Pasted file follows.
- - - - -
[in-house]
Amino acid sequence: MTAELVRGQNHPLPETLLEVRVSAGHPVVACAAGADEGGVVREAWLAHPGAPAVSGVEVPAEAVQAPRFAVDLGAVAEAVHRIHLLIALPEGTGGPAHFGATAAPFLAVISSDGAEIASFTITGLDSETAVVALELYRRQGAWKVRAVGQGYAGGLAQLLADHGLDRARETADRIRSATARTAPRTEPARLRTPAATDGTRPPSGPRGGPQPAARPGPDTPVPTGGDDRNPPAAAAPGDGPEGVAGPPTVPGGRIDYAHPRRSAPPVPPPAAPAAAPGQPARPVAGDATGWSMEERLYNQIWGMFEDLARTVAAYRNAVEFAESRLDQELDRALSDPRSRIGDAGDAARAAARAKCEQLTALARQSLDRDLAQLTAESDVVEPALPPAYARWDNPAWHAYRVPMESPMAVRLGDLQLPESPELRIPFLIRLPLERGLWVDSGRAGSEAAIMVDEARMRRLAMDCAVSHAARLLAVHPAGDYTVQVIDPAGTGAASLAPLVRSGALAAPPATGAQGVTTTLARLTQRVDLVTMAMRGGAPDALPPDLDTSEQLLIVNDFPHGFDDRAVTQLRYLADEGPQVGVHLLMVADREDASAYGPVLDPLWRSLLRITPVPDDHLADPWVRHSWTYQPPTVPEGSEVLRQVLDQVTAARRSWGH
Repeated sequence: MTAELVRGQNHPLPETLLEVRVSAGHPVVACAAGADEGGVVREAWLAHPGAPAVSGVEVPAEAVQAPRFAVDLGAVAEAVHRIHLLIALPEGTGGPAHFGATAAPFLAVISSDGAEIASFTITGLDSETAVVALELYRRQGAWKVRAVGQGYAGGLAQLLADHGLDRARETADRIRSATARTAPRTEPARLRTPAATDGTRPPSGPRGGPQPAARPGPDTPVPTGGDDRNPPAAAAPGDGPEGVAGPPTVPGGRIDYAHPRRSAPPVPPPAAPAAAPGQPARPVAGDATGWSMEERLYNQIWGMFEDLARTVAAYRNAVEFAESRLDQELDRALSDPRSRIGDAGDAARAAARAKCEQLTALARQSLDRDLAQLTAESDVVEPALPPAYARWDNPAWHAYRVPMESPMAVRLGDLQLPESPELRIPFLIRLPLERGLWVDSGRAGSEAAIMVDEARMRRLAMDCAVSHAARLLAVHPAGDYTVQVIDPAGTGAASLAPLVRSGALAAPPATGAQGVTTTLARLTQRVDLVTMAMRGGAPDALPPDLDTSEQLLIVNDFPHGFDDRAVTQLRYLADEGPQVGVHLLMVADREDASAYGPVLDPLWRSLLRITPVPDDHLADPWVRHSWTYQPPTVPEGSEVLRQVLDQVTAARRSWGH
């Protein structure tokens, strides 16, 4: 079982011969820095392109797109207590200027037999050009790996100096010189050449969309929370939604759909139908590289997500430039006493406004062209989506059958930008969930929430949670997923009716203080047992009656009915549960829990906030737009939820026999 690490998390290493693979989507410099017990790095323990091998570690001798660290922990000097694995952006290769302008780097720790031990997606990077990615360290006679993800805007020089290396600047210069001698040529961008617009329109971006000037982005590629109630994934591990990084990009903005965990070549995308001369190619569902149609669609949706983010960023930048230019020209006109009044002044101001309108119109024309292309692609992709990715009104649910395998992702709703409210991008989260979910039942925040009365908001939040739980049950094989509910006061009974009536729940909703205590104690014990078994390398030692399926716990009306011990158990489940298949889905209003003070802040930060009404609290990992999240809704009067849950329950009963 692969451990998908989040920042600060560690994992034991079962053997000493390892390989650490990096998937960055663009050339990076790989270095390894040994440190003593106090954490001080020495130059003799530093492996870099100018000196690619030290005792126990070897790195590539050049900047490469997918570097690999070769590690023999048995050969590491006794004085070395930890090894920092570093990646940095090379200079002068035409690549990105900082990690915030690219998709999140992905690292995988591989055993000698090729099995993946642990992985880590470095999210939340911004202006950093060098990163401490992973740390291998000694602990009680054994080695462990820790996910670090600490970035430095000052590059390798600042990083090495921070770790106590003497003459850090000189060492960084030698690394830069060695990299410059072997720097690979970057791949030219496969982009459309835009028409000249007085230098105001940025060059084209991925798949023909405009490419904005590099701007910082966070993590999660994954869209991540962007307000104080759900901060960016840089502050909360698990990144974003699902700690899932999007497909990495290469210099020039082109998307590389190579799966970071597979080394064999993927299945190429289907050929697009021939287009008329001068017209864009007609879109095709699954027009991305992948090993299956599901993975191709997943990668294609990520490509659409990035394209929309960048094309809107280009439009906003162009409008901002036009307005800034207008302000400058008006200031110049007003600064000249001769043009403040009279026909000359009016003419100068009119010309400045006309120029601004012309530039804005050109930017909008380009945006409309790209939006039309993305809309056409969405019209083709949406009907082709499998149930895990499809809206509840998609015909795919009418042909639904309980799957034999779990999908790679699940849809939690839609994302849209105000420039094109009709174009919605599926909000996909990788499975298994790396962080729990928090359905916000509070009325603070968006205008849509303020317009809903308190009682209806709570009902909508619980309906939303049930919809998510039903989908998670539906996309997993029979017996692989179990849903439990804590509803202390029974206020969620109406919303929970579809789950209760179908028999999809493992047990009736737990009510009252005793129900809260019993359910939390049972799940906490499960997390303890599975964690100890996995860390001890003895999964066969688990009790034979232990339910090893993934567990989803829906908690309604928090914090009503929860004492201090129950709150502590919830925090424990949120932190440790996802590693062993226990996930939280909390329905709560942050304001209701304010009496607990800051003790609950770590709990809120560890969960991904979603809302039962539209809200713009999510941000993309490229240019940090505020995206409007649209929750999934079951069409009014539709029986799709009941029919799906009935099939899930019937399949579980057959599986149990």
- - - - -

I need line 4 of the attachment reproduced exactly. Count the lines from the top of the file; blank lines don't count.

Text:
């Protein structure tokens, strides 16, 4: 079982011969820095392109797109207590200027037999050009790996100096010189050449969309929370939604759909139908590289997500430039006493406004062209989506059958930008969930929430949670997923009716203080047992009656009915549960829990906030737009939820026999 690490998390290493693979989507410099017990790095323990091998570690001798660290922990000097694995952006290769302008780097720790031990997606990077990615360290006679993800805007020089290396600047210069001698040529961008617009329109971006000037982005590629109630994934591990990084990009903005965990070549995308001369190619569902149609669609949706983010960023930048230019020209006109009044002044101001309108119109024309292309692609992709990715009104649910395998992702709703409210991008989260979910039942925040009365908001939040739980049950094989509910006061009974009536729940909703205590104690014990078994390398030692399926716990009306011990158990489940298949889905209003003070802040930060009404609290990992999240809704009067849950329950009963 692969451990998908989040920042600060560690994992034991079962053997000493390892390989650490990096998937960055663009050339990076790989270095390894040994440190003593106090954490001080020495130059003799530093492996870099100018000196690619030290005792126990070897790195590539050049900047490469997918570097690999070769590690023999048995050969590491006794004085070395930890090894920092570093990646940095090379200079002068035409690549990105900082990690915030690219998709999140992905690292995988591989055993000698090729099995993946642990992985880590470095999210939340911004202006950093060098990163401490992973740390291998000694602990009680054994080695462990820790996910670090600490970035430095000052590059390798600042990083090495921070770790106590003497003459850090000189060492960084030698690394830069060695990299410059072997720097690979970057791949030219496969982009459309835009028409000249007085230098105001940025060059084209991925798949023909405009490419904005590099701007910082966070993590999660994954869209991540962007307000104080759900901060960016840089502050909360698990990144974003699902700690899932999007497909990495290469210099020039082109998307590389190579799966970071597979080394064999993927299945190429289907050929697009021939287009008329001068017209864009007609879109095709699954027009991305992948090993299956599901993975191709997943990668294609990520490509659409990035394209929309960048094309809107280009439009906003162009409008901002036009307005800034207008302000400058008006200031110049007003600064000249001769043009403040009279026909000359009016003419100068009119010309400045006309120029601004012309530039804005050109930017909008380009945006409309790209939006039309993305809309056409969405019209083709949406009907082709499998149930895990499809809206509840998609015909795919009418042909639904309980799957034999779990999908790679699940849809939690839609994302849209105000420039094109009709174009919605599926909000996909990788499975298994790396962080729990928090359905916000509070009325603070968006205008849509303020317009809903308190009682209806709570009902909508619980309906939303049930919809998510039903989908998670539906996309997993029979017996692989179990849903439990804590509803202390029974206020969620109406919303929970579809789950209760179908028999999809493992047990009736737990009510009252005793129900809260019993359910939390049972799940906490499960997390303890599975964690100890996995860390001890003895999964066969688990009790034979232990339910090893993934567990989803829906908690309604928090914090009503929860004492201090129950709150502590919830925090424990949120932190440790996802590693062993226990996930939280909390329905709560942050304001209701304010009496607990800051003790609950770590709990809120560890969960991904979603809302039962539209809200713009999510941000993309490229240019940090505020995206409007649209929750999934079951069409009014539709029986799709009941029919799906009935099939899930019937399949579980057959599986149990």